100 People to Watch This Fall : Page 2 of 102


Kerry is the diplomatic hand guiding President Obama’s climate change efforts abroad.

He’ll be locked in on China and India; experts say that global warming will not decelerate fast enough if the U.S. acts alone.

Kerry already has helped to secure agreements on a series of climate issues with China, and he’s spoken about the matter in a trip to India. But many of the concessions won so far have been relatively low-hanging fruit. 

Green groups say Kerry’s negotiations with China and India would be for naught if his State Department recommends approval of the Keystone XL oil sands pipeline. The controversial Canada-to-Texas project is currently under review at Foggy Bottom for a federal permit to complete the northern portion, which stretches into Alberta.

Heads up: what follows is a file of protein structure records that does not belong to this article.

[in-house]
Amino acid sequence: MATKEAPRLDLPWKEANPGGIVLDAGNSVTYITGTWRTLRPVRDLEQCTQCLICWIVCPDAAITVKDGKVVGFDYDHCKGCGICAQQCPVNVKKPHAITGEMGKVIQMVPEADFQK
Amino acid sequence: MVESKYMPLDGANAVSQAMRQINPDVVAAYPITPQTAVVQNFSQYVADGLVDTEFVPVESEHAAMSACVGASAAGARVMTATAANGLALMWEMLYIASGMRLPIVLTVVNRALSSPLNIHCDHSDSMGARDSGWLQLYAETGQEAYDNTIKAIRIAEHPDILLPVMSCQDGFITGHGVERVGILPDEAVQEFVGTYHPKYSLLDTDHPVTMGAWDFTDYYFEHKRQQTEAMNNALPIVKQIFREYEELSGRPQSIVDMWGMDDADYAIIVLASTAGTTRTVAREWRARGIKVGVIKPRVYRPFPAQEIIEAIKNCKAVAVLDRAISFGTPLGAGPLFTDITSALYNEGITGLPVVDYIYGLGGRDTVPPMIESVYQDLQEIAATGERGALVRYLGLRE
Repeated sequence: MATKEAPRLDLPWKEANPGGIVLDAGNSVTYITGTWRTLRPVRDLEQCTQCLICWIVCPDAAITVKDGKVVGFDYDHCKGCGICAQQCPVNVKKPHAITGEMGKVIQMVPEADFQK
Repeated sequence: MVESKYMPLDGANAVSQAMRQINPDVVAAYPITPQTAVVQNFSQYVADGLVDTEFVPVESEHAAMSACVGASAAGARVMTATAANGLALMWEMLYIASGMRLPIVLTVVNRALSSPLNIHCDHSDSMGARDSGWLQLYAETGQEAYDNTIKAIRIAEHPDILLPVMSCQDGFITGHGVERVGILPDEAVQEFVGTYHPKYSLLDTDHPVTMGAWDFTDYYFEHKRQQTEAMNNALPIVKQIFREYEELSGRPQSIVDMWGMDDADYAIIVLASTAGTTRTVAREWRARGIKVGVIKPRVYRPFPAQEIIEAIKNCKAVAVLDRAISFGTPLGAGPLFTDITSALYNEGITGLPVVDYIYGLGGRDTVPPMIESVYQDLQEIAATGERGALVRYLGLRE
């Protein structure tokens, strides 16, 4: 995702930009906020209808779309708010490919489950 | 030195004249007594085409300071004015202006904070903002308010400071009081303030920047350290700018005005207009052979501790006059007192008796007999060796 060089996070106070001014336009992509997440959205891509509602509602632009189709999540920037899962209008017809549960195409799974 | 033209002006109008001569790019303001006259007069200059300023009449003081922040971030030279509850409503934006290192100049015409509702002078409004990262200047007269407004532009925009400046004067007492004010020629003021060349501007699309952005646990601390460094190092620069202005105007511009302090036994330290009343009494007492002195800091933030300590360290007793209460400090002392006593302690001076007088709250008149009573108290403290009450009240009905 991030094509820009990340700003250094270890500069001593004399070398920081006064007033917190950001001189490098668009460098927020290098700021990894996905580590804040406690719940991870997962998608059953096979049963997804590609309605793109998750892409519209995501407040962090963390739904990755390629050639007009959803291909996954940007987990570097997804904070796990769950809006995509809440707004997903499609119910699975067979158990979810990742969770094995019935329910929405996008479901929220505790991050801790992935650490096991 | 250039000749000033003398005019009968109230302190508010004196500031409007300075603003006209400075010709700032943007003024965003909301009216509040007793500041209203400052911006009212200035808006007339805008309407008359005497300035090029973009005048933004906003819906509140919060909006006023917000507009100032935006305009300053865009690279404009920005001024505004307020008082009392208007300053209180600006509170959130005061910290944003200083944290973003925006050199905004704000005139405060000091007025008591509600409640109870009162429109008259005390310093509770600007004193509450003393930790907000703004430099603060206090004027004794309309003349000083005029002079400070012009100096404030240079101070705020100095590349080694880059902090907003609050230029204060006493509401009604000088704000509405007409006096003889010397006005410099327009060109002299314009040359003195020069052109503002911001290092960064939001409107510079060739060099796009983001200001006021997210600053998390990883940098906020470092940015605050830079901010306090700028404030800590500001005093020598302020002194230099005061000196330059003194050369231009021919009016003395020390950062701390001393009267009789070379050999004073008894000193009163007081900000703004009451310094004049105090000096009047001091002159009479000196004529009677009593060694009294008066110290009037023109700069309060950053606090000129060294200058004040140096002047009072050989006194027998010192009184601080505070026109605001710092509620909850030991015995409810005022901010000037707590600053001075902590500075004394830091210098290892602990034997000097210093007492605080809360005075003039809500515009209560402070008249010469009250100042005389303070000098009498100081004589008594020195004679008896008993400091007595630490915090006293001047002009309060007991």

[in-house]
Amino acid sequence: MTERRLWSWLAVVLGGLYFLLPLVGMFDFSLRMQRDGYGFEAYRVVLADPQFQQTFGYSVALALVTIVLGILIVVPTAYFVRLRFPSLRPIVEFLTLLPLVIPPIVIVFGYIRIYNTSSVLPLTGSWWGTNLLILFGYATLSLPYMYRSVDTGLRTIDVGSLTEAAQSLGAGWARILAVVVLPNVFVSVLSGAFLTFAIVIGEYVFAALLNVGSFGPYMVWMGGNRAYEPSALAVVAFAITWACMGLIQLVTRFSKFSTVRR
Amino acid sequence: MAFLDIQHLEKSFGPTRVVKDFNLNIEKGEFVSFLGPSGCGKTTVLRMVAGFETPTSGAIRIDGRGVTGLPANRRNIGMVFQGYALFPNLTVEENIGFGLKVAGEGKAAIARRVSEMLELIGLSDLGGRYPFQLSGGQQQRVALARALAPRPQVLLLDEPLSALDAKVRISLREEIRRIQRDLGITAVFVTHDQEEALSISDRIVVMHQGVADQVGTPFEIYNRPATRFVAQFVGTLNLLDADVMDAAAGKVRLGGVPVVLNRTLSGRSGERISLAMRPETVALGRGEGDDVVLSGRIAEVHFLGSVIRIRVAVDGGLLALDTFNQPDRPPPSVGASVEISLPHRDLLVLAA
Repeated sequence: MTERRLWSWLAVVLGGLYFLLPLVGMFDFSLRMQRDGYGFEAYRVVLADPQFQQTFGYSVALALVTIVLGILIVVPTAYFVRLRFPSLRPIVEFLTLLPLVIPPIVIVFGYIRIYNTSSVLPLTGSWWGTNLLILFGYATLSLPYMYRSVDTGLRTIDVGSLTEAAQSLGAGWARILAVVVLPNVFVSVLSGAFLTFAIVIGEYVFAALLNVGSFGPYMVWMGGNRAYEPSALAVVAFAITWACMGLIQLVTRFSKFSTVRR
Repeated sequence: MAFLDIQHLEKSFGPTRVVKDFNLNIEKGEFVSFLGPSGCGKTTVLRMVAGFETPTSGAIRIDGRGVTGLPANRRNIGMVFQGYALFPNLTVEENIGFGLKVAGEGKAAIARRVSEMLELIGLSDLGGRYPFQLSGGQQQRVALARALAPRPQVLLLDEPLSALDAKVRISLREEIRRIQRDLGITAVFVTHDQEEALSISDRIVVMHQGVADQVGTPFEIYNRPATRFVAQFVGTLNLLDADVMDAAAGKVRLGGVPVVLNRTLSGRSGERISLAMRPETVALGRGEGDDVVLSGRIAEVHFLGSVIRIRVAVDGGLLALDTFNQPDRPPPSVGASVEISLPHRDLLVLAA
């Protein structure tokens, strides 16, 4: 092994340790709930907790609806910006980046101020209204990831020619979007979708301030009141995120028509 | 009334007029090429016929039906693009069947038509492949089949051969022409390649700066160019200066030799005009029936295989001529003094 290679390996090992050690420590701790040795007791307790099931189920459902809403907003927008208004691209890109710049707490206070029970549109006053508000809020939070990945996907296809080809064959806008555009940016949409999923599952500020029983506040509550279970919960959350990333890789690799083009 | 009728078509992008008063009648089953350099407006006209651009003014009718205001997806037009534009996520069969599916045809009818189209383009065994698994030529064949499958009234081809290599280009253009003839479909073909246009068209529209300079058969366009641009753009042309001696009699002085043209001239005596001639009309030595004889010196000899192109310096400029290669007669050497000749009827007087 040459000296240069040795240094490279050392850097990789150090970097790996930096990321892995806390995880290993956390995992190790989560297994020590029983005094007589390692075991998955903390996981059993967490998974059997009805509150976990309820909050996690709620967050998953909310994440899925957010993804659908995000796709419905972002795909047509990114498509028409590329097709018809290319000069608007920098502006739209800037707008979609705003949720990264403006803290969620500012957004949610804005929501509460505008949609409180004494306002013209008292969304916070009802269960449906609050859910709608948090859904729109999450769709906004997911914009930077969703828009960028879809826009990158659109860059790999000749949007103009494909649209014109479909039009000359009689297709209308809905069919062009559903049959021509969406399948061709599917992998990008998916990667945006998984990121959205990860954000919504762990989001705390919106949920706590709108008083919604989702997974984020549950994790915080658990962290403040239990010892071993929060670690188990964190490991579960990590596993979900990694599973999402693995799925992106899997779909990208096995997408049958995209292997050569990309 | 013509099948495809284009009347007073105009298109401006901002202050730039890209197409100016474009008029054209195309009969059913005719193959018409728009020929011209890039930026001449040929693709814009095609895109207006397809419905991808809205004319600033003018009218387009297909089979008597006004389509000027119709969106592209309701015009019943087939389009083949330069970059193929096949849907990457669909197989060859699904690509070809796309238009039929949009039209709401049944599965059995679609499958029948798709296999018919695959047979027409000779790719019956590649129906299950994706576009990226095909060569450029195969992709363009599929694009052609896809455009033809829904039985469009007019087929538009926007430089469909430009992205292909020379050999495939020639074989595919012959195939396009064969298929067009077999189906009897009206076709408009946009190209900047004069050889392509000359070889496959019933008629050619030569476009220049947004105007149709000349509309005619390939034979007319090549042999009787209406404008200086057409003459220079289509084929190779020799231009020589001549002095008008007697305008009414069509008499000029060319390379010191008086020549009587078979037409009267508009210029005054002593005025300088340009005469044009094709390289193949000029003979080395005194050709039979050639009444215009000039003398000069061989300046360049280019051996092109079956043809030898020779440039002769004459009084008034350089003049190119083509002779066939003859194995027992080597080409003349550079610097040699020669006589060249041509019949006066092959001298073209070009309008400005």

The project’s opponents are leaning on Kerry, a vocal advocate on climate issues, to nix Keystone, which they say would devastate the climate. But Keystone proponents reject the gloom-and-doom projections and cite a draft environmental review by the State Department to prove it.

Obama said he would oppose Keystone if it “significantly exacerbates” carbon emissions. The draft review by the department has already said it wouldn’t — but that could change.

Because of that, all eyes are on Kerry.